16. 16. Low Context<br />Examples: large US airports, a chain supermarket, a cafeteria, a convenience store, sports where rules are clearly laid out, a motel.<br />USA and Germany<br />Rule oriented, people play by external rules <br />More knowledge is codified, public, external, and accessible. <br />Sequencing, separation--of time, of space, of activities, of relationships <br />More interpersonal connections of shorter duration <br />Knowledge is more often transferable <br />Task-centered. Decisions and activities focus around what needs to be done, division of responsibilities. <br />
  17. 17. The Notion of Time<br />Linear - distinct and manageable segments<br />Time is $<br />Deadlines are critical/promises<br />Circular - a flowing commodity that can’t be controlled<br />schedules, agendas and appointments-flexible because involvement and interaction with people are considered more important<br />Low Context<br />High Context<br />
  18. 18. Be Careful of Yes or No<br />Many high context cultures will say yes while in a group setting to avoid embarrassment<br />Notion of saving face<br />Low Context cultures are more willing to say no when requests cannot be fulfilled.<br />Yes<br />No<br />
  19. 19. Leaders and Change Agent Traits <br />Must come from the top down<br />Co-created vision not a response to legal issues<br />Possess self knowledge and awareness<br />Curious about others <br />Open to new ideas and willingness to learn<br />Doesn’t live in a world of absolutes but in shades of gray<br />Can communicate clearly in various forms<br />Passionate about change <br />Ability to motivate others<br />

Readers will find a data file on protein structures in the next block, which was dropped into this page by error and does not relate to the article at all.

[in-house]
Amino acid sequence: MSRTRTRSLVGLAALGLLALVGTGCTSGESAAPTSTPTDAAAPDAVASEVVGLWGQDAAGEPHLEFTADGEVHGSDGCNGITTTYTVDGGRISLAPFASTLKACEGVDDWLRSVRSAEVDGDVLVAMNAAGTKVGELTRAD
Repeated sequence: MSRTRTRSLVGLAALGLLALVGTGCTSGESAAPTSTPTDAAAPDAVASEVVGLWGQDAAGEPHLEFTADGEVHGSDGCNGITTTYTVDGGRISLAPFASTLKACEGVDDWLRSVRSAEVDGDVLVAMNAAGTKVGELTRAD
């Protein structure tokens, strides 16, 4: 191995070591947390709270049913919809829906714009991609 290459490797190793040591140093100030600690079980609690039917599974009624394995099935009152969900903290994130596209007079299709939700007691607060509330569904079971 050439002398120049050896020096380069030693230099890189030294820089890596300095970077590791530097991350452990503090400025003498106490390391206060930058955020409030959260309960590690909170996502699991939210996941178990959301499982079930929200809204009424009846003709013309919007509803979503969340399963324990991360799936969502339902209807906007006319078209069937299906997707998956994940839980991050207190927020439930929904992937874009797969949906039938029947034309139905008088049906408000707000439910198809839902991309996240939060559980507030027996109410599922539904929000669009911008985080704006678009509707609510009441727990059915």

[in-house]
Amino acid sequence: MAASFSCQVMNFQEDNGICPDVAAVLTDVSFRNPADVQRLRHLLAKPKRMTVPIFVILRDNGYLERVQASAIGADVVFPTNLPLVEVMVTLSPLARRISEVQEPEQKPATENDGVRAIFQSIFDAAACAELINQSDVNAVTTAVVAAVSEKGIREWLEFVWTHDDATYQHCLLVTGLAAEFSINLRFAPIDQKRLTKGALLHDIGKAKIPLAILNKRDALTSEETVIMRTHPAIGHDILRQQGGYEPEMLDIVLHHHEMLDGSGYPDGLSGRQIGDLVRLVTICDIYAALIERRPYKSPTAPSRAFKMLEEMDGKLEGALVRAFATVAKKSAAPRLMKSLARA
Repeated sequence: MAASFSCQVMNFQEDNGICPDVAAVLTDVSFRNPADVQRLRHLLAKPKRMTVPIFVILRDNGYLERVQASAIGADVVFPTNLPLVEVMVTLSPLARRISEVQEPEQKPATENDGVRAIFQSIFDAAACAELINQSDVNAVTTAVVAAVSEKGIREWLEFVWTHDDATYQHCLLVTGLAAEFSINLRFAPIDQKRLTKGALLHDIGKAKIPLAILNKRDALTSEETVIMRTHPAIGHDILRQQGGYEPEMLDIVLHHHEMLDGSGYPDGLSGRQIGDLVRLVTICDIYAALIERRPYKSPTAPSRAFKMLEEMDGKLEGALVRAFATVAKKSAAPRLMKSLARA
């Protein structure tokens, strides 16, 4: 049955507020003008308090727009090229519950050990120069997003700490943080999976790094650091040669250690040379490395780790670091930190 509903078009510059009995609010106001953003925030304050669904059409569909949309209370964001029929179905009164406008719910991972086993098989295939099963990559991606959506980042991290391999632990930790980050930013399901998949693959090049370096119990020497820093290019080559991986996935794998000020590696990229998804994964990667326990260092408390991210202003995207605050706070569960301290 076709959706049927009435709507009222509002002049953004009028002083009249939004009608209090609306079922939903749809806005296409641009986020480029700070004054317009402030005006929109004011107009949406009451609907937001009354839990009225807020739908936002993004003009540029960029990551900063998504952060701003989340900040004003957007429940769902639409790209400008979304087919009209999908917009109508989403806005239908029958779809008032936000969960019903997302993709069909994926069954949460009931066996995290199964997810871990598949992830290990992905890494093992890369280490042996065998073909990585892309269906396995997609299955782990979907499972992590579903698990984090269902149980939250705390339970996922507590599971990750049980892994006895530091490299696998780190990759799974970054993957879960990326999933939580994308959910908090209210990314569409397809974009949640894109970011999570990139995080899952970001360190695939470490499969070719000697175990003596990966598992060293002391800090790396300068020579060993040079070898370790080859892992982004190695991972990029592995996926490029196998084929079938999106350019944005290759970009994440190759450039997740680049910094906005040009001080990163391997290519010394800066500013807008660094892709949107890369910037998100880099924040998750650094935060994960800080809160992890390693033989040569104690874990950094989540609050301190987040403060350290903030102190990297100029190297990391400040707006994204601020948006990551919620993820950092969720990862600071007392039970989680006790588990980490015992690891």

20. 20. Adapting Management Styles<br />If these issues become apparent, try one or more of these ideas. Please don’t insult multicultural employees who can manage your expectations by indiscriminately applying these solutions to them.<br />Deal with performance issues upfront and as a group. <br />When assigning a task to team, ask them to create a detailed work plan before agreeing to any deadline. <br />Once a deadline is agreed upon, tell the team that you expect them to come to you if, for any reason, meeting it becomes doubtful.<br />Coach any employee who comes to talk to you privately, on ways to sell his/her ideas to the rest of the team. Or provide a coach or mentor within the team who can perform that function. <br />When an employee seems to agree to do something, especially in a non-committal way, paraphrase until you understand his/her concerns. Don’t ask yes or no ?s.<br />Make sure everyone—not just your multicultural employees—knows that performance evaluations will take into consideration how well people meet expectations to achieve desired results. <br />